For the two years that we were in this formal partnership, unfailingly Lisa would call me every Friday and we would talk about a variety of things focusing mostly on how she could get more involved in leadership positions in NACADA. We found that being in the same time zone helped a great deal! I distinctly remember those first few conversations when Lisa wanted to be involved in just about everything one can imagine. Being careful not to burst her bubble and still keep her at a high level of enthusiasm, I slowly but firmly preached to her the idea of not only focusing on what could be done, but on what was achievable given all of her other personal and professional responsibilities. I do not know if she initially appreciated this fully, but as time went by she realized that a true professional makes discerning choices about what she selects to do and delivers on what she has taken on. This is an area that I think we have  come to appreciate fully, and both Lisa and I will benefit from our exchanges on this subject.

Our relationship progressed over time. Even though we were not able to connect with each other every Friday, we both made an effort. I remember that there was a period of a few weeks where we were not able to connect because of scheduling conflicts, and so I had her call me at home (a few times), when I was on the road (on my cell), and once when I was in Las Vegas on vacation. Lisa went to a program in Las Vegas on many occasions but she called me from there even if to chat for a few minutes. What started as an obligation because of the ELP soon became a part of my life. Talking to Lisa about her involvement in NACADA and her own institution invigorated me professionally. Here I was a “seasoned veteran” prone to bouts of cynicism who was challenged by this young professional with oodles of positive energy. There were so many things we talked about that listing everything would focus on the minutiae. Suffice it to say that we really began to enjoy our conversations, which turned philosophical at times, constantly challenging each other in our perspectives on advising. I am from an age that believed advising to be adjuvant to the mission of higher education, while Lisa comes from the perspective as do many of her peers and NACADA that advising is central to the mission of higher education—that it has its own theories, its own pedagogy, and its own place in the annals of research.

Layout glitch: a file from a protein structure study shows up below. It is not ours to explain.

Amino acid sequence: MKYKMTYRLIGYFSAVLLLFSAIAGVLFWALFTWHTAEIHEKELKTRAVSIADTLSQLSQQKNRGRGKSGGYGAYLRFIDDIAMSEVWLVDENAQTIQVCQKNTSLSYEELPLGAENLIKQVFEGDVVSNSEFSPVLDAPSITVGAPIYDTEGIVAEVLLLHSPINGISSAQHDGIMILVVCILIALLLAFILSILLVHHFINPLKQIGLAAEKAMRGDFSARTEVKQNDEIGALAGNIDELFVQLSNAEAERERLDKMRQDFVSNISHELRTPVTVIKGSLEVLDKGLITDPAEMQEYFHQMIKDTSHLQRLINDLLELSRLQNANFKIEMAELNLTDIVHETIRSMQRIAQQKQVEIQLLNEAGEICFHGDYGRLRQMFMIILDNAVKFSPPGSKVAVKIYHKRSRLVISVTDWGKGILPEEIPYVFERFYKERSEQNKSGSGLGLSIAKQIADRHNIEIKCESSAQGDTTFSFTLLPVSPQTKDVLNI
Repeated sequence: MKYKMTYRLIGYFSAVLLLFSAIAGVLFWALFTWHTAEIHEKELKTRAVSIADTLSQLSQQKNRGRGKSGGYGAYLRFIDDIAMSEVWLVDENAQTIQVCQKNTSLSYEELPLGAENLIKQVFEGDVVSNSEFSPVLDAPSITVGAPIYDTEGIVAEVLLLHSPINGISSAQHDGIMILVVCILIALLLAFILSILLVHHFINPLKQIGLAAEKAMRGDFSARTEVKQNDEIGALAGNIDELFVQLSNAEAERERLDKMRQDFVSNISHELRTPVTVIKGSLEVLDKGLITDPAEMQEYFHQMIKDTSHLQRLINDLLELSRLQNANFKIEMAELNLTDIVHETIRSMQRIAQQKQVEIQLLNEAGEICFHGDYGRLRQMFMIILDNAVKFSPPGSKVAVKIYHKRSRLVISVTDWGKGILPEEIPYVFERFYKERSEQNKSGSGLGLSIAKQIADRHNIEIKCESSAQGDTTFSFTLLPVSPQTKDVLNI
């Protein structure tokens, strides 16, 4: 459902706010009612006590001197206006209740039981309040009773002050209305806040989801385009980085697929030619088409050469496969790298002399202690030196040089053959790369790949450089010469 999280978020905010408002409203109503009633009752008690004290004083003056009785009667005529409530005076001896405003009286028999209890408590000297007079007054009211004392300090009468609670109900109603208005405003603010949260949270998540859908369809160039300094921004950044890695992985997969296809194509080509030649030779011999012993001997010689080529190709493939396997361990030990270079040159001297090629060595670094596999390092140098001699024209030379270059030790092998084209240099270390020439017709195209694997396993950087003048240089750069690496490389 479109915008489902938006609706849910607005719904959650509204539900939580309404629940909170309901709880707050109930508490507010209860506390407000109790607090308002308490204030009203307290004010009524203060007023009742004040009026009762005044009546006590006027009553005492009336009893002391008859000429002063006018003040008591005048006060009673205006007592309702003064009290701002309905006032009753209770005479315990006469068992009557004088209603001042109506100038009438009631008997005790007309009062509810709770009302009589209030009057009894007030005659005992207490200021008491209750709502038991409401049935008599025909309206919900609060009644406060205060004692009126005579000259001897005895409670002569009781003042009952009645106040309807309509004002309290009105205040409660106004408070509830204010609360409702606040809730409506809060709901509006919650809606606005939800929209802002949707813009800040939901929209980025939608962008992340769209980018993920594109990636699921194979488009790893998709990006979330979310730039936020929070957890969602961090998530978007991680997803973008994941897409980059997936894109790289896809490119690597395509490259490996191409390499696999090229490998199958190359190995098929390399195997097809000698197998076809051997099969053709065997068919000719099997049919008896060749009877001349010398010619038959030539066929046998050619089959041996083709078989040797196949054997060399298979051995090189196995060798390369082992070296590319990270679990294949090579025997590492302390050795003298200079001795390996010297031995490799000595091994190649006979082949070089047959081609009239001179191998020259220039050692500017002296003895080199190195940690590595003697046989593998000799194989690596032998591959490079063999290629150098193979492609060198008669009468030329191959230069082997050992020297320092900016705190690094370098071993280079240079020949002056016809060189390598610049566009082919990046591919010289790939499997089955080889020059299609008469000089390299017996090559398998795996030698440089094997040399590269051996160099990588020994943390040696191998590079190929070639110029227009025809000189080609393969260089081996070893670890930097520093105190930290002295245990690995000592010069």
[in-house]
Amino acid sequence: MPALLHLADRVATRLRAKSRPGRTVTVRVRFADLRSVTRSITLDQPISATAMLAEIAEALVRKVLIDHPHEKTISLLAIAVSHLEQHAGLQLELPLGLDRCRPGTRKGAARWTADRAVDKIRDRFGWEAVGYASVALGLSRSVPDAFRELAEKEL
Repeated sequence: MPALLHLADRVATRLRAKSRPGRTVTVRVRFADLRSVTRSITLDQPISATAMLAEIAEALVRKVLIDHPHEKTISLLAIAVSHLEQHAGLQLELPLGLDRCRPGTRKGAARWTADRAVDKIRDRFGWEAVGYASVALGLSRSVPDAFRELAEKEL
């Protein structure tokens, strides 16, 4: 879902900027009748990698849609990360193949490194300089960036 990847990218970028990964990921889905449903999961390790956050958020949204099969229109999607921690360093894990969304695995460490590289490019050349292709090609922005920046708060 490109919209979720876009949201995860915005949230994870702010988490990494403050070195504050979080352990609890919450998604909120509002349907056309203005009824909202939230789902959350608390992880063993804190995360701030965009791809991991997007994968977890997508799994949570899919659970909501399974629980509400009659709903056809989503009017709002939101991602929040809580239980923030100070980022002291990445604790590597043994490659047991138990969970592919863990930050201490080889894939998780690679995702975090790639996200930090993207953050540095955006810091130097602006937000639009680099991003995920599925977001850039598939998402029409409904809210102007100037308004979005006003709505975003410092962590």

I am a better advisor for having undergone this great program and having Lisa as a mentee. I only hope that I have been of some help in furthering her leadership abilities!

Lisa Laughter
Academic and Career Advisor
Washington State University
[email protected]

ELP logo.gif

Kazi Mamun
Assistant Dean, School of Business Administration
University of California-Riverside
[email protected]

Editor’s Note: Interested in becoming a NACADA Mentor orEmerging Leader?  Visit the Emerging Leaders Program sectionof the NACADA website to learn more!

Cite this article using APA style as: Laughter, L. & Mamun, K. (2012, March). Perspective on the ELP experience: A journey in leadership and friendship. Academic Advising Today, 35(1). Retrieved from [insert url here] 

Posted in: 2012 March 35:1


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Academic Advising Today, a NACADA member benefit, is published four times annually by NACADA: The Global Community for Academic Advising. NACADA holds exclusive copyright for all Academic Advising Today articles and features. For complete copyright and fair use information, including terms for reproducing material and permissions requests, see Publication Guidelines.